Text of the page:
Robotic-Assisted Surgery with the Da Vinci System 

Think of pediatric surgery and most of us imagine a surgeon maneuvering instruments through a large incision in a child’s body.

At CHKD, a less invasive way is on the rise: Inserting robotic instruments through much smaller incisions to perform surgery.

CHKD recently began using the da Vinci surgical system, a robotic-assisted minimally invasive system that was pioneered in 1995, and is now used by more than 60,000 surgeons around the world who have performed more than 10 million surgical procedures.

What are the advantages?

The advantage of a da Vinci system surgery is the procedure usually takes less time with fewer narcotics, both important factors when kids require surgery. And because the incisions are smaller, recovery time is generally shorter.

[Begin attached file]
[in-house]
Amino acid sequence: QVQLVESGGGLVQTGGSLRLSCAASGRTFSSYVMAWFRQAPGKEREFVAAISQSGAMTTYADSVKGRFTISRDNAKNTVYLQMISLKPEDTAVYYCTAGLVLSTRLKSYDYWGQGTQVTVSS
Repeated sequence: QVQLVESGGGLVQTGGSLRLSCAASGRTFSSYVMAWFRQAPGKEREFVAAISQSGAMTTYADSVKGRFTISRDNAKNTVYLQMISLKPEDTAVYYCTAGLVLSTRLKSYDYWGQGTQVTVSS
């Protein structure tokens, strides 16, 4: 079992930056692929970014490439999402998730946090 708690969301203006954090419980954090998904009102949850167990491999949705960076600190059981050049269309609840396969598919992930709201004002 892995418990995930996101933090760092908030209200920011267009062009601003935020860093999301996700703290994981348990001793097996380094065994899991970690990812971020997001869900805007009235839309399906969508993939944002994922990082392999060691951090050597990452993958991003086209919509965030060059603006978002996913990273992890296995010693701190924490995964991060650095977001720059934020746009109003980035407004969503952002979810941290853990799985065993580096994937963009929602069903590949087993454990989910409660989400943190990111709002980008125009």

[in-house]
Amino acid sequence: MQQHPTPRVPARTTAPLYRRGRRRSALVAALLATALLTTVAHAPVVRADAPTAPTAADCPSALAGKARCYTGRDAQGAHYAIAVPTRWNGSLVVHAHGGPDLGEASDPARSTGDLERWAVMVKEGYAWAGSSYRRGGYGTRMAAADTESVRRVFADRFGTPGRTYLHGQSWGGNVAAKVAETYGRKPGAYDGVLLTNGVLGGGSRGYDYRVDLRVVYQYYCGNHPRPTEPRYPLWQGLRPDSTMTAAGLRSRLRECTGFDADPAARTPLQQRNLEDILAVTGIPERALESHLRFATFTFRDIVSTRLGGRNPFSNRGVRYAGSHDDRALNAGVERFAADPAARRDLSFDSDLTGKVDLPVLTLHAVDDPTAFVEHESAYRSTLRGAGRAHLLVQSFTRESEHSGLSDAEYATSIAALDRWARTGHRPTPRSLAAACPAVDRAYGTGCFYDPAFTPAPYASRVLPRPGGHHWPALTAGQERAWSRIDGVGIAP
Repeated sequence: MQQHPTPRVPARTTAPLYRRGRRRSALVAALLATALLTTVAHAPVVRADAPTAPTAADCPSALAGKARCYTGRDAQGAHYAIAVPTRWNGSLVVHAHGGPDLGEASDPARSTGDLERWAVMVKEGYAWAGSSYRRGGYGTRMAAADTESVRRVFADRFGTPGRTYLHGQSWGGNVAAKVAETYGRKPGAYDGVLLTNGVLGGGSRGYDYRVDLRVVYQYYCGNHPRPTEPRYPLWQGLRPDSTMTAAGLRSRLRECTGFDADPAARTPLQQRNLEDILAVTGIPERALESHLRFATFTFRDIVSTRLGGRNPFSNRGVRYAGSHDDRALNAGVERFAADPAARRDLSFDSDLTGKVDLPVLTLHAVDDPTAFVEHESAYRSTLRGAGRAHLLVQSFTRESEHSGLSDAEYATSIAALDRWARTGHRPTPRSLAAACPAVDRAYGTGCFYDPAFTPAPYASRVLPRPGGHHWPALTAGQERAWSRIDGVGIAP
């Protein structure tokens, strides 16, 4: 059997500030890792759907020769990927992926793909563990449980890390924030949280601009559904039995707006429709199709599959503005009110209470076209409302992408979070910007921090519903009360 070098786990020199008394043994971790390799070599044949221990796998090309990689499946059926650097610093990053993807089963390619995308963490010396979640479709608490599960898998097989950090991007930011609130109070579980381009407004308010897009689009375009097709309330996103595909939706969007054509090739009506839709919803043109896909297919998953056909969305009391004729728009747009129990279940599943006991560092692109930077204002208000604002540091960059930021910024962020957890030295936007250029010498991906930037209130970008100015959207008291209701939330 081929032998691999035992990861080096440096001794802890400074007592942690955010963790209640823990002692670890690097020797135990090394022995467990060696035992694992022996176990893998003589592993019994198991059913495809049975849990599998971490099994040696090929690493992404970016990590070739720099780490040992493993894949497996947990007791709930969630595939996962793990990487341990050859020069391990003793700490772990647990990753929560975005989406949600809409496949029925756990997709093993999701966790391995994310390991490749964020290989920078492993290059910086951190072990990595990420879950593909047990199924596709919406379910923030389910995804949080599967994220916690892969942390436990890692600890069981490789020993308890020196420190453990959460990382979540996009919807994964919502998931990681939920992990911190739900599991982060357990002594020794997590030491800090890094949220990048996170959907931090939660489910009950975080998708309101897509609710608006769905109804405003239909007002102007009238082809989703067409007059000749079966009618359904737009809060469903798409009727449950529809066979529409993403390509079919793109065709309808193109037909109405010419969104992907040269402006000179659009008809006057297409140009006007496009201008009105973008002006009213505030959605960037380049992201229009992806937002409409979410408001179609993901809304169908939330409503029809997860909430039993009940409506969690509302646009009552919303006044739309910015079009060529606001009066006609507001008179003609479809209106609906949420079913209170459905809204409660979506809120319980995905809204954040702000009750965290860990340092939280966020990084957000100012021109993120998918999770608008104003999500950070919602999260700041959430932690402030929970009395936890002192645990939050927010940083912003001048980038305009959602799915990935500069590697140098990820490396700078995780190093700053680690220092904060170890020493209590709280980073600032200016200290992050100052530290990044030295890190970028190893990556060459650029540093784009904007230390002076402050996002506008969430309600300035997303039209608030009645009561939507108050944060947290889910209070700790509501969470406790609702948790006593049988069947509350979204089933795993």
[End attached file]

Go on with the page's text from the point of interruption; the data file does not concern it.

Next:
How does it work?

The surgeon is in the operating room, seated at the da Vinci system console, through which the surgeon controls tiny instruments that move like human hands but with a better range of motion and higher precision. A 3D high definition camera is also part of the system. Mounted on an endoscope, it magnifies up to 10 times what the human eye can see.

Some people assume that the da Vinci system is fully robotic, but it’s actually an extension of the surgeons’ hands. They control every move using natural wrist and finger motions.  

What types of procedures can be performed this way?

While the da Vinci system can be used for many different types of surgery, at CHKD, it is most often used by our pediatric urologists and general pediatric surgeons for surgeries of the abdomen or chest.